Memory & Cooling
There are four DDR2 memory slots on the board - these are coloured blue and white according to memory channel. The sockets are high enough not to interfere with long graphics cards, and all four slots get a dual-phase PWM treatment (just like the Extreme) - over the usual single phase, for better power regulation on overclocking and overvolting.
A huge heatsink dominates the central part of the board, and it spreads up into the Asus branded aluminium heatsink over the rear I/O. A separate heatsink and heatpipe for the CPU power regulation components is then included underneath.
The Fusion block is very similar to the Blitz in style, and is "older" looking than the polished block on the Maximus Extreme two pages over. Both blocks are properly screwed down to cement a contact with the northbridge, but we can't tell you exactly how they differ internally, unfortunately, since they are welded shut.
Power Sockets and Connectivity
The power sockets are both easy to get to so there's no conflict with internal components. Virtually all the pin-outs are positioned towards the edges of the board apart from the pair of USB ports we previously mentioned. The board comes with eight fan headers (I think, I keep finding more every time I count) which should be more than enough for everyone.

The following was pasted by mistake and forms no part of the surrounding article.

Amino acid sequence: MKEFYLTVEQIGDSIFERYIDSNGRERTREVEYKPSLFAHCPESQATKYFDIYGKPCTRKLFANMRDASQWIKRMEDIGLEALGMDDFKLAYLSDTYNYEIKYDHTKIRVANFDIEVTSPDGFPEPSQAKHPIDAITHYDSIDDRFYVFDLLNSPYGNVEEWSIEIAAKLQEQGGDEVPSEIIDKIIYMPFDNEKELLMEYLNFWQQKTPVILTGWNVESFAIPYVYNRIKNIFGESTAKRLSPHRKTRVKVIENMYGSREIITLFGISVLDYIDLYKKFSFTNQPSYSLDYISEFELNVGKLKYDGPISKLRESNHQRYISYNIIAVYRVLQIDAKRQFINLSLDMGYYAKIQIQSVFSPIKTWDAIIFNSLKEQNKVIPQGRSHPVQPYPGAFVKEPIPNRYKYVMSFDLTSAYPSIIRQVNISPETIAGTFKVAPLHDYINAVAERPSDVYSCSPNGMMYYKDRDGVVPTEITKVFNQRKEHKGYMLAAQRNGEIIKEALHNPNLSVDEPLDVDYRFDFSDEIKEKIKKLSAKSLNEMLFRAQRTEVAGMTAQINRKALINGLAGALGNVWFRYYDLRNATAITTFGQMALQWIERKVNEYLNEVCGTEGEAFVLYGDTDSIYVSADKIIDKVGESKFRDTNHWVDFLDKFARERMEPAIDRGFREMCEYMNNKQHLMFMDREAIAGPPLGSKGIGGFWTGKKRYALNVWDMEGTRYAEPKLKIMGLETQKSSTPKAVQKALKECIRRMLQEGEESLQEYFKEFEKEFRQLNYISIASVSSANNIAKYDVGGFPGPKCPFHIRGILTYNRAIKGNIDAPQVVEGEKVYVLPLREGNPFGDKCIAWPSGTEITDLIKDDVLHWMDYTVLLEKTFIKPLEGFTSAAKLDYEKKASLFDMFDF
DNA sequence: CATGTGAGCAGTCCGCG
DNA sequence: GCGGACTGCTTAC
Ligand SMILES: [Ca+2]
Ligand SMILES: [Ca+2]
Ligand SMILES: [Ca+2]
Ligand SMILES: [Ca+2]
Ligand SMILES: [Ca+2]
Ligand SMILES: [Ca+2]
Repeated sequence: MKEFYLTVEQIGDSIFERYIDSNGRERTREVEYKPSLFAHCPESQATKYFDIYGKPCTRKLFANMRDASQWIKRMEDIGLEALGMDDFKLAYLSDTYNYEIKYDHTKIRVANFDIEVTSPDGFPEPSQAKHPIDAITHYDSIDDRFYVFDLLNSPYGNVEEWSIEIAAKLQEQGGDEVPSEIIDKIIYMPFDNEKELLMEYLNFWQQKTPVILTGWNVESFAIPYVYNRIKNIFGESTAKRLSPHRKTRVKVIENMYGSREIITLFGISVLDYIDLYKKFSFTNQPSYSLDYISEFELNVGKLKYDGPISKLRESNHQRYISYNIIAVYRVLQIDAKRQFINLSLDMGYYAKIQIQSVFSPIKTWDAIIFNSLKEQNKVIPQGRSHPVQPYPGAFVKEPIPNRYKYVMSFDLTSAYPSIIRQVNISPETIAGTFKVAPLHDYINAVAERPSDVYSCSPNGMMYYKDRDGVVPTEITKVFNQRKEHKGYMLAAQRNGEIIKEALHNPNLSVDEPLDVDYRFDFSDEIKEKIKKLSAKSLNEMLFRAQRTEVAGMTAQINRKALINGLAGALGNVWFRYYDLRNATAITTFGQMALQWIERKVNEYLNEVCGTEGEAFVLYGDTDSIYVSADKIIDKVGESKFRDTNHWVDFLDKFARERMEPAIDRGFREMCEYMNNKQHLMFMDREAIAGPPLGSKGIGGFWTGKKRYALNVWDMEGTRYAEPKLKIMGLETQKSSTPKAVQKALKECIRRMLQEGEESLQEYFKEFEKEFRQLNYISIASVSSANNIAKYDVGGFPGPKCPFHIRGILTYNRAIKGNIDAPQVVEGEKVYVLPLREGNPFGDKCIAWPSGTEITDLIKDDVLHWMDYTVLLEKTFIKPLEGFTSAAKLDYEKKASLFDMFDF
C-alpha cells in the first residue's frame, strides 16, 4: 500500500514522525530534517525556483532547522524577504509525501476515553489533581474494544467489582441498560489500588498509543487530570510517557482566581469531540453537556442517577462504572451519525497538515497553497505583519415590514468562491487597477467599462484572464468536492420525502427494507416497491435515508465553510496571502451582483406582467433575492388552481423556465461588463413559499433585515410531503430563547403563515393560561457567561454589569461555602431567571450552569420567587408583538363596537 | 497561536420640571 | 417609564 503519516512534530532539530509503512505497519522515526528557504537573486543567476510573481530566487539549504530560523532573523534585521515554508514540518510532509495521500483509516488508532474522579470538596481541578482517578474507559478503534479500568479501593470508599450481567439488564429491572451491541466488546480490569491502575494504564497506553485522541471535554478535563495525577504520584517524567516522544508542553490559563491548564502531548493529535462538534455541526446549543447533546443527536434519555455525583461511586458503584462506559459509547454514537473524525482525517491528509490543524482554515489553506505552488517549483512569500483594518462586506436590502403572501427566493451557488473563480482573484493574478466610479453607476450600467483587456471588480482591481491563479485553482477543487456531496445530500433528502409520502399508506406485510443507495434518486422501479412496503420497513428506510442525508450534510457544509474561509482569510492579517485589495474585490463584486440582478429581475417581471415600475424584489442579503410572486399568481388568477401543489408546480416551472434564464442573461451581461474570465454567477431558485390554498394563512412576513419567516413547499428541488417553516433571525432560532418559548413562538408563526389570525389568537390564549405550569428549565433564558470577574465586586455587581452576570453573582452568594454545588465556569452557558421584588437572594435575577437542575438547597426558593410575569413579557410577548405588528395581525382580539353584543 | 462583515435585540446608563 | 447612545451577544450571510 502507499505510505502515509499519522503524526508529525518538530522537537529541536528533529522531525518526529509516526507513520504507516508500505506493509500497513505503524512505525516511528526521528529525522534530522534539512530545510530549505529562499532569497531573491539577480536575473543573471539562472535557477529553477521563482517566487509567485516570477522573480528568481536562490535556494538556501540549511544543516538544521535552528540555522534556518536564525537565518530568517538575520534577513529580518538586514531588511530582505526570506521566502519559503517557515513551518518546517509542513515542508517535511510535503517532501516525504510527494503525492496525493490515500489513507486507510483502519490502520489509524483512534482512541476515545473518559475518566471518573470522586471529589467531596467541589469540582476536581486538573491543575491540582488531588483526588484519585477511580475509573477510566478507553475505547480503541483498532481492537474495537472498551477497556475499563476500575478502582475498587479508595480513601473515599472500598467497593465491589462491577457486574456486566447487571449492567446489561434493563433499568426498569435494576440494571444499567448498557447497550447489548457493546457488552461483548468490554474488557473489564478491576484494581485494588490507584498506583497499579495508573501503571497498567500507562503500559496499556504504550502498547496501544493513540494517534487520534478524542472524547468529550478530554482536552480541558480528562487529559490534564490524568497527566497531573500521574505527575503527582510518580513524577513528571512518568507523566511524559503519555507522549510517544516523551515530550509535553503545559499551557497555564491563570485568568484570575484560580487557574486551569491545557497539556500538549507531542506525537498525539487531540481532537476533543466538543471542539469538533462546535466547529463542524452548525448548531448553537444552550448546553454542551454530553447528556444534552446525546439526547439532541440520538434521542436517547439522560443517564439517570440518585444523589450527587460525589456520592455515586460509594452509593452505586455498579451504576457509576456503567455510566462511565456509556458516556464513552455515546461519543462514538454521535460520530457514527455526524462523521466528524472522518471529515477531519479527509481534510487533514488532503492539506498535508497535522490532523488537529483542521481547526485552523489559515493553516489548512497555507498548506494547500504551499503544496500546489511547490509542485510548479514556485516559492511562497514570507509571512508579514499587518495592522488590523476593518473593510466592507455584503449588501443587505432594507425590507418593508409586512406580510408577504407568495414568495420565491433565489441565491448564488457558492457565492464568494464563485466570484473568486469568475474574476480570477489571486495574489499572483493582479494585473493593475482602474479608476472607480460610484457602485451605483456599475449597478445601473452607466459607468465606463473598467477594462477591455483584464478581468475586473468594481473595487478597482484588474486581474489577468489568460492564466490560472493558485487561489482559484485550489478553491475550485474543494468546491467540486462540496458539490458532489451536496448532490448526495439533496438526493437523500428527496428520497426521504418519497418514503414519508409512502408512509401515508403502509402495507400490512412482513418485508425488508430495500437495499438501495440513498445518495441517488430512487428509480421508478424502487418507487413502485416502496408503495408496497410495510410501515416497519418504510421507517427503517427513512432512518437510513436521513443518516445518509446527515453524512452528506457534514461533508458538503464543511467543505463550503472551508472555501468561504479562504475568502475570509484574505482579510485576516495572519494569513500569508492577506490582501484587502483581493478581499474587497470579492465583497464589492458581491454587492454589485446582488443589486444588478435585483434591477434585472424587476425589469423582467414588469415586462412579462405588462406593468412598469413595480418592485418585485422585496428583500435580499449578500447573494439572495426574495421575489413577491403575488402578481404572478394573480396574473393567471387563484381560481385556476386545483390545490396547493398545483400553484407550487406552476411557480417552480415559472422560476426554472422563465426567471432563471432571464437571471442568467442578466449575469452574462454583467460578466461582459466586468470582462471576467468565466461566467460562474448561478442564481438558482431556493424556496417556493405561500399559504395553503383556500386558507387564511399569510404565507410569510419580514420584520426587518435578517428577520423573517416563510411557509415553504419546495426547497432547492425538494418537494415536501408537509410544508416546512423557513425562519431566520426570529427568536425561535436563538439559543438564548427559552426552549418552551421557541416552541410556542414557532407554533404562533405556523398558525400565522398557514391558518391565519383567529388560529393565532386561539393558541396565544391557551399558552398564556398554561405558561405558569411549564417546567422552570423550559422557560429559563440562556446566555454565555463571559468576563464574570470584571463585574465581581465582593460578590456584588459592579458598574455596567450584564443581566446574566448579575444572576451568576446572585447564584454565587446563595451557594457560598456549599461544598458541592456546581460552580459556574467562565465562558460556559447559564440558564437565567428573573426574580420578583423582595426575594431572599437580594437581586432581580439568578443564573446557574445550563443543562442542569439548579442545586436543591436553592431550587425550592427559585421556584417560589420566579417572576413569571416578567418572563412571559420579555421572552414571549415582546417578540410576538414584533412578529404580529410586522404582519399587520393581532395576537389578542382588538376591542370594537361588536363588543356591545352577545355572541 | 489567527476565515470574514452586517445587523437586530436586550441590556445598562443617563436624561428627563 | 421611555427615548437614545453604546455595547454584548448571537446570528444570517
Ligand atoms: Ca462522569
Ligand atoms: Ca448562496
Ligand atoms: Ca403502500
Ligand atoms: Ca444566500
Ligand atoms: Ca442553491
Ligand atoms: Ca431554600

Included by the southbridge is a clear CMOS switch that enables/disables the corresponding rear I/O button - this is there because if you're trying to find a plug socket blind around the back of the case, the possibility of accidentally pressing the button and clearing your CMOS is quite high, so when you're not needing it you can now switch it off. It's little attention to details like this that makes the RoG boards really superb.
The board has two Marvell PCI-Express x1 chipsets that offer dual Gigabit Ethernet with teaming function. There is no additional wireless network connectivity included, which is understandable for a "gamer" board when you consider that WiFi is often considered to be not good enough for a serious gamer.
The SupremeFX daughter board plugs into the black slot just below the northbridge heatsinks. It comes complete with an EMI shield to help keep out the nasty electromagnetic waves from your audio, although how much this actually works or if it's just blue-glow marketing, we can't really say.
As is usual with Asus products, the ADI SoundMAX 1988B High-Definition audio codec has been used on the daughter board. This supports 7.1 channel audio as well as separate microphone and line inputs and DTS connect
. The Sound and Ethernet arrangement is exactly the same on both the Formula and the Extreme.